It’s also queer- oh so queer in sensibility- because it’s about life on the margins. Sure, most of us can’t relate to hanging out with feathered-lizard aliens and tearing open holes in the universe to pay the bills. But what about knowing that the ways we do love, family and identity aren’t in line with our home planets (er, cultures) and going ahead and doing it anyway? Knowing that you’re unlikely to change anything or to ever be remembered. But figuring that what really matters is finding connection and warmth here and now, working out how to do that while being as you as you can be, and going with that? That feels familiar.

This book is about chosen families, love, who we are, and creating warmth out there in the void. It has wonderfully realised alien characters- both from a split humanity, multiple species, and created intelligences.

And that one idea- that we leave where we come from (or hold on to it) and that out in the world we find our family- is queer as all get-out.

Oh, and it’s also fun. Really, really fun. SO FUN.


If you’re looking for something that’ll change the world, or subtle and intricate plots that’ll have you puzzling for days? This probably isn’t the book for you. 

However, if you’d like a heartwarming story about a diverse cast of larger-than-life characters having an awfully good time? Then you might just love this one.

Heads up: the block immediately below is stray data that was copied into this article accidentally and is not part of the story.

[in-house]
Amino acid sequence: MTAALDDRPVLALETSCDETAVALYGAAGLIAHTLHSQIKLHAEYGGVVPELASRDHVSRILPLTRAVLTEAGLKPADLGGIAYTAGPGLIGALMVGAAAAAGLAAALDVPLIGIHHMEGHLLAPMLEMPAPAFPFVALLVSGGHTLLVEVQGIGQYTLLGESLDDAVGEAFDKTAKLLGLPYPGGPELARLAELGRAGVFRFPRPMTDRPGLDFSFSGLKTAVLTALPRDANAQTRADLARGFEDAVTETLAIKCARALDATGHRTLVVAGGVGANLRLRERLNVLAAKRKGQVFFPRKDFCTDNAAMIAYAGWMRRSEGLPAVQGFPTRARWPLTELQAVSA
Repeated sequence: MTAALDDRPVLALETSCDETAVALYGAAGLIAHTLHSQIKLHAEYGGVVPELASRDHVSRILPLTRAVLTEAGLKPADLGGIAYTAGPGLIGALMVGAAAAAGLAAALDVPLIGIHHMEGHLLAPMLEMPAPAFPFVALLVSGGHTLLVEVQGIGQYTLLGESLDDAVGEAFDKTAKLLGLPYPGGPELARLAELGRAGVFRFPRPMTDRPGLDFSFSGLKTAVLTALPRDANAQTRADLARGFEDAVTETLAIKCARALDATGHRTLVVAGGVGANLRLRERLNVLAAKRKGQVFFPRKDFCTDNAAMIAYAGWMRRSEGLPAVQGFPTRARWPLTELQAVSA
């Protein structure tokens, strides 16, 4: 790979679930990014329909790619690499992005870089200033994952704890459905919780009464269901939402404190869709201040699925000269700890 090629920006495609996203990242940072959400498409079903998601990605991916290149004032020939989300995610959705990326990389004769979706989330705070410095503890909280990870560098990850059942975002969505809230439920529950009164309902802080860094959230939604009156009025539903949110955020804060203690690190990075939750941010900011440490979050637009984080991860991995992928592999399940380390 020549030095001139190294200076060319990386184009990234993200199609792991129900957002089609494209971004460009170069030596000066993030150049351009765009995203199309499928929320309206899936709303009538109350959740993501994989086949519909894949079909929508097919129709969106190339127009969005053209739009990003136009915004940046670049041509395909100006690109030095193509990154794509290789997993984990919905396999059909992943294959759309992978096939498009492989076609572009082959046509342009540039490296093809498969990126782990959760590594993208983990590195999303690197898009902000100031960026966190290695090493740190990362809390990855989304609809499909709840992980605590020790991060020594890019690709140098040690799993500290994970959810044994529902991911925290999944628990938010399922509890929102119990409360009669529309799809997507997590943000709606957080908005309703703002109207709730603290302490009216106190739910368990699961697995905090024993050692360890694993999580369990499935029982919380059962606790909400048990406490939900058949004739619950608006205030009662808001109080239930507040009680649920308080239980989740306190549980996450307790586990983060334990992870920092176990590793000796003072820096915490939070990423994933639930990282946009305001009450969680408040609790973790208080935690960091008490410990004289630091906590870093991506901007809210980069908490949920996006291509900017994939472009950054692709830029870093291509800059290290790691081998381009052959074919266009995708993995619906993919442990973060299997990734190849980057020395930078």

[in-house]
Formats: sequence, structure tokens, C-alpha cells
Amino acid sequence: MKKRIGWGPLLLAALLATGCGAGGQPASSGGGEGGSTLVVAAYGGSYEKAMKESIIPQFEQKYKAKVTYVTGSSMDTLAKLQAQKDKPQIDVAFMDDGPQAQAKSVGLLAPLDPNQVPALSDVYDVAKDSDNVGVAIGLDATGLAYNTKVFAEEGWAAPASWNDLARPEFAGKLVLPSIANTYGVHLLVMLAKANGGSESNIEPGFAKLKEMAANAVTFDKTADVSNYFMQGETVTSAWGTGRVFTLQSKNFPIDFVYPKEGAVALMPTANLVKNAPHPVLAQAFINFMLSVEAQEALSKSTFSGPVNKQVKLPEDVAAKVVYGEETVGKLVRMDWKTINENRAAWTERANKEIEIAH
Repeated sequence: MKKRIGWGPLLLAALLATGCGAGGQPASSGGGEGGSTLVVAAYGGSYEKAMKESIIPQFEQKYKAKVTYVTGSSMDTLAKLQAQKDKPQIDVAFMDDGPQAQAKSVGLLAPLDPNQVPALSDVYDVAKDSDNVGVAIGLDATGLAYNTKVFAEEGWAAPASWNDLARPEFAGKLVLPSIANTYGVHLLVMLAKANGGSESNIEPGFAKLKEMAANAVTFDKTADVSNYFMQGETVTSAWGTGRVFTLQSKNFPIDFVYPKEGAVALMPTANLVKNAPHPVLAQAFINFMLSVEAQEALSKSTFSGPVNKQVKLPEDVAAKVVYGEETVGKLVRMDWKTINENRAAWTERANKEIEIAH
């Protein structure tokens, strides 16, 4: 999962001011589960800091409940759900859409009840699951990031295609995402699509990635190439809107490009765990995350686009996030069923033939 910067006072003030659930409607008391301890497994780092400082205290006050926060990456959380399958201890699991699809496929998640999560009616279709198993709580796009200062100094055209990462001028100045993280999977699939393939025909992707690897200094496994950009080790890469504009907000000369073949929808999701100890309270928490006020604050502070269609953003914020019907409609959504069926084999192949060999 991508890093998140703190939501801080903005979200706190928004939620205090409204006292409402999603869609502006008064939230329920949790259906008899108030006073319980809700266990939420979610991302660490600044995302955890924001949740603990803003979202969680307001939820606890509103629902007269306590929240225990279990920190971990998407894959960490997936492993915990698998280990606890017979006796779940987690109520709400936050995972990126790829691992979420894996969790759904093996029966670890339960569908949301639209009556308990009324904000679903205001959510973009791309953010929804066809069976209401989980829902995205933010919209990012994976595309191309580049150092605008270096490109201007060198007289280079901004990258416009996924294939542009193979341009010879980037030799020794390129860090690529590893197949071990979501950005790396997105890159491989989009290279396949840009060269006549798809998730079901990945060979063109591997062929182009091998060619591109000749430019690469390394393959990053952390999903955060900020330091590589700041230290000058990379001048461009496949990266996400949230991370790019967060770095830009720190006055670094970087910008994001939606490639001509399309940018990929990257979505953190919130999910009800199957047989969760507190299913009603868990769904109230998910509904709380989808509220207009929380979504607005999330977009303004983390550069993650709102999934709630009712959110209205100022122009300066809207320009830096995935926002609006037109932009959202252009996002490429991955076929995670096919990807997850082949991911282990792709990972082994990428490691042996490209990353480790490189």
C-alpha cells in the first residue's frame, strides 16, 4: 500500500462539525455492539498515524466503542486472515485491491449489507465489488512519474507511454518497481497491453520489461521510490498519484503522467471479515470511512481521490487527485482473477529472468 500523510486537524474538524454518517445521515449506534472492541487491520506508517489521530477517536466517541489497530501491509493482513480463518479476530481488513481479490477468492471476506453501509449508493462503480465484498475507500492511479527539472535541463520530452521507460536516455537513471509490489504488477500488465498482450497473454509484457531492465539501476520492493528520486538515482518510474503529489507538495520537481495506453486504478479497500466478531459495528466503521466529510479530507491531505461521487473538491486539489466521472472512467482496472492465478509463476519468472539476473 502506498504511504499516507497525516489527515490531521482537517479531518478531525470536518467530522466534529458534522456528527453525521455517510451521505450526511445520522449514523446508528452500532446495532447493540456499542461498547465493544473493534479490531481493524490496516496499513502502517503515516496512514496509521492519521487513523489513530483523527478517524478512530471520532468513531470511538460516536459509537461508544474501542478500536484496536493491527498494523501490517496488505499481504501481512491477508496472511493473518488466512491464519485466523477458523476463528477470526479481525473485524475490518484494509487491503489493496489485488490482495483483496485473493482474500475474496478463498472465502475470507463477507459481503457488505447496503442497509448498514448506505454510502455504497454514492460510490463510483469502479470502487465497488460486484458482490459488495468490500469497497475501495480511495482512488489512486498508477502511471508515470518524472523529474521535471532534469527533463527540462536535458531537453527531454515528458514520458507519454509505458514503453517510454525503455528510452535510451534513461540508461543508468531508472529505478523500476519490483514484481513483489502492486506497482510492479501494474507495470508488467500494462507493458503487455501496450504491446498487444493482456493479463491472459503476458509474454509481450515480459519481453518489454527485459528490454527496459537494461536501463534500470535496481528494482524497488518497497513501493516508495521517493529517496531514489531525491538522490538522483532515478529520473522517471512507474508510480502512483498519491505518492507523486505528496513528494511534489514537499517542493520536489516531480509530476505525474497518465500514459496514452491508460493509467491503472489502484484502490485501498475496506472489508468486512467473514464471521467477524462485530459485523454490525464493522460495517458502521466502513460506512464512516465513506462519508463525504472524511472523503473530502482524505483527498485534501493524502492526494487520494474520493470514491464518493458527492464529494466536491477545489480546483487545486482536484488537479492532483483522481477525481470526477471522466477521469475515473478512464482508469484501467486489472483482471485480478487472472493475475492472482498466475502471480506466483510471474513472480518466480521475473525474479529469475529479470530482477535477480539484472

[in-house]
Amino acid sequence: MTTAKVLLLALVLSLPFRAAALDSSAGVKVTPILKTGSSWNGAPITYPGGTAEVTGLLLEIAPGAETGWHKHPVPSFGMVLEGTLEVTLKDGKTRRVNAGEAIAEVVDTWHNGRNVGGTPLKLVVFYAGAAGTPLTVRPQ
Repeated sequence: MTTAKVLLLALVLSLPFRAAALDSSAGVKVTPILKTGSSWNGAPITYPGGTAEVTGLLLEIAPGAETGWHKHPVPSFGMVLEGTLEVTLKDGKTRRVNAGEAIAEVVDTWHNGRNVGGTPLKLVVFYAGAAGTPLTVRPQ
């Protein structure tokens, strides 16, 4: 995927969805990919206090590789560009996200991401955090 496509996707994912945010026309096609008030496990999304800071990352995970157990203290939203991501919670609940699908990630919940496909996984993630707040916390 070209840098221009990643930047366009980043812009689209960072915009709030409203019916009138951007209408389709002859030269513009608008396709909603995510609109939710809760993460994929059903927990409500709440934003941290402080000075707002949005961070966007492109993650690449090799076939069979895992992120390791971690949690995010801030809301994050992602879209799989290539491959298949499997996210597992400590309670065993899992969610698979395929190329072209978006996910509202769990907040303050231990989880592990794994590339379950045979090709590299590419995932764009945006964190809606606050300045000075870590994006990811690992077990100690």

Me, I’m planning a second read of this for sometime I’ve had a really bad day. There’s gonna be a big mug of hot chocolate involved. Maybe even a blanket and a hot water bottle. And it’s gonna be great.

Also, I here she’s working on a companion book to it. Hurray!

Pop over to Chambers’ website for all sorts of places you can buy it, wherever you live.

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A book for a blanket fort: The Long Way To A Small, Angry Planet

3 thoughts on “A book for a blanket fort: The Long Way To A Small, Angry Planet

  1. 1

    I read your original New Years’ Resolution post and, based on it, decided to make the same one myself. Like you, I haven’t read any fiction by white men all year and it’s really opened my horizons. Thank you so much for the idea!

    I loved “The Long Way To A Small, Angry Planet” so damn much. I’m not one to usually miss characters after I’ve finished a book, but I sure miss the crew of the Wayfarer. I grew up on tricky plot-based SF, and I still love it, but this sort of character-based story was so refreshing to me. A companion book would be very welcome!

    1. 1.1

      Glad to have inspired you! TBH I’m half thinking of getting all of my white-men reading out of the way in January and going right back to only reading everyone else for the rest of the year. Maybe I’ll call it Manuary 😉

      (And if you don’t think I can get through all the books by white men that I’d like to in one month, then.. well, you haven’t seen my single-mind dedication to getting my relax on with a good book)